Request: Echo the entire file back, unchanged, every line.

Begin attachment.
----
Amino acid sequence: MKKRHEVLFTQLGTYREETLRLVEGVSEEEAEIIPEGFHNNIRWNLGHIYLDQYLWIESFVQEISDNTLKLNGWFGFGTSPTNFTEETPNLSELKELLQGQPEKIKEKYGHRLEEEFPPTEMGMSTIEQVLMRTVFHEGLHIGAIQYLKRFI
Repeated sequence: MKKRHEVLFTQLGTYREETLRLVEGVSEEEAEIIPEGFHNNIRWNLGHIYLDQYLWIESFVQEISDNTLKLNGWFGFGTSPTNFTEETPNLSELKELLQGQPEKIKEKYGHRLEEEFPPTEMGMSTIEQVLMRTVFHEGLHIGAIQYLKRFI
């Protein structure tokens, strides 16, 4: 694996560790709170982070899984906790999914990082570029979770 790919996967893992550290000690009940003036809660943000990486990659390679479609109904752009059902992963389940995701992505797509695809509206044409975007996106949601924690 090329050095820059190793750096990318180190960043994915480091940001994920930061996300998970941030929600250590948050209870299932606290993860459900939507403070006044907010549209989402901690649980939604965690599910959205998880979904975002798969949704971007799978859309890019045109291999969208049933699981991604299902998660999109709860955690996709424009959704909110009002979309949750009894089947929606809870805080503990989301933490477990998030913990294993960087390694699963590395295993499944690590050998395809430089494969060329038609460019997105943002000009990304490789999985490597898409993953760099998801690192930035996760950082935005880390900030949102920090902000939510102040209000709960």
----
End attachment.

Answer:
Amino acid sequence: MKKRHEVLFTQLGTYREETLRLVEGVSEEEAEIIPEGFHNNIRWNLGHIYLDQYLWIESFVQEISDNTLKLNGWFGFGTSPTNFTEETPNLSELKELLQGQPEKIKEKYGHRLEEEFPPTEMGMSTIEQVLMRTVFHEGLHIGAIQYLKRFI
Repeated sequence: MKKRHEVLFTQLGTYREETLRLVEGVSEEEAEIIPEGFHNNIRWNLGHIYLDQYLWIESFVQEISDNTLKLNGWFGFGTSPTNFTEETPNLSELKELLQGQPEKIKEKYGHRLEEEFPPTEMGMSTIEQVLMRTVFHEGLHIGAIQYLKRFI
């Protein structure tokens, strides 16, 4: 694996560790709170982070899984906790999914990082570029979770 790919996967893992550290000690009940003036809660943000990486990659390679479609109904752009059902992963389940995701992505797509695809509206044409975007996106949601924690 090329050095820059190793750096990318180190960043994915480091940001994920930061996300998970941030929600250590948050209870299932606290993860459900939507403070006044907010549209989402901690649980939604965690599910959205998880979904975002798969949704971007799978859309890019045109291999969208049933699981991604299902998660999109709860955690996709424009959704909110009002979309949750009894089947929606809870805080503990989301933490477990998030913990294993960087390694699963590395295993499944690590050998395809430089494969060329038609460019997105943002000009990304490789999985490597898409993953760099998801690192930035996760950082935005880390900030949102920090902000939510102040209000709960």